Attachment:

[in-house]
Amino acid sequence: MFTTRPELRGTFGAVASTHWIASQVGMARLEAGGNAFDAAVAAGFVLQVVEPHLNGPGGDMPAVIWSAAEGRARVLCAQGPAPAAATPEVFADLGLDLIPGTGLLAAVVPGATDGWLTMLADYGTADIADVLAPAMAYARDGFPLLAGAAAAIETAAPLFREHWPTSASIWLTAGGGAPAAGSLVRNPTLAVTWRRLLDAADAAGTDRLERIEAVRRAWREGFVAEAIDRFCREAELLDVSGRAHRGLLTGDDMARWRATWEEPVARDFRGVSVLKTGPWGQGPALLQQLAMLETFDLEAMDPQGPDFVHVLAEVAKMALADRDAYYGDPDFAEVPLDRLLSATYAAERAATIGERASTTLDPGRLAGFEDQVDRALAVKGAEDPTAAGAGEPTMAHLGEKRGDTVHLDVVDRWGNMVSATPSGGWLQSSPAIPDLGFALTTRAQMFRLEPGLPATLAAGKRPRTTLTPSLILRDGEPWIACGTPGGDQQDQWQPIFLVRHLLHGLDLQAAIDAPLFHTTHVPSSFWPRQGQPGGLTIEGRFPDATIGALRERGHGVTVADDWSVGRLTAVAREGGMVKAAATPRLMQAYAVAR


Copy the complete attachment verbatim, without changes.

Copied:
[in-house]
Amino acid sequence: MFTTRPELRGTFGAVASTHWIASQVGMARLEAGGNAFDAAVAAGFVLQVVEPHLNGPGGDMPAVIWSAAEGRARVLCAQGPAPAAATPEVFADLGLDLIPGTGLLAAVVPGATDGWLTMLADYGTADIADVLAPAMAYARDGFPLLAGAAAAIETAAPLFREHWPTSASIWLTAGGGAPAAGSLVRNPTLAVTWRRLLDAADAAGTDRLERIEAVRRAWREGFVAEAIDRFCREAELLDVSGRAHRGLLTGDDMARWRATWEEPVARDFRGVSVLKTGPWGQGPALLQQLAMLETFDLEAMDPQGPDFVHVLAEVAKMALADRDAYYGDPDFAEVPLDRLLSATYAAERAATIGERASTTLDPGRLAGFEDQVDRALAVKGAEDPTAAGAGEPTMAHLGEKRGDTVHLDVVDRWGNMVSATPSGGWLQSSPAIPDLGFALTTRAQMFRLEPGLPATLAAGKRPRTTLTPSLILRDGEPWIACGTPGGDQQDQWQPIFLVRHLLHGLDLQAAIDAPLFHTTHVPSSFWPRQGQPGGLTIEGRFPDATIGALRERGHGVTVADDWSVGRLTAVAREGGMVKAAATPRLMQAYAVAR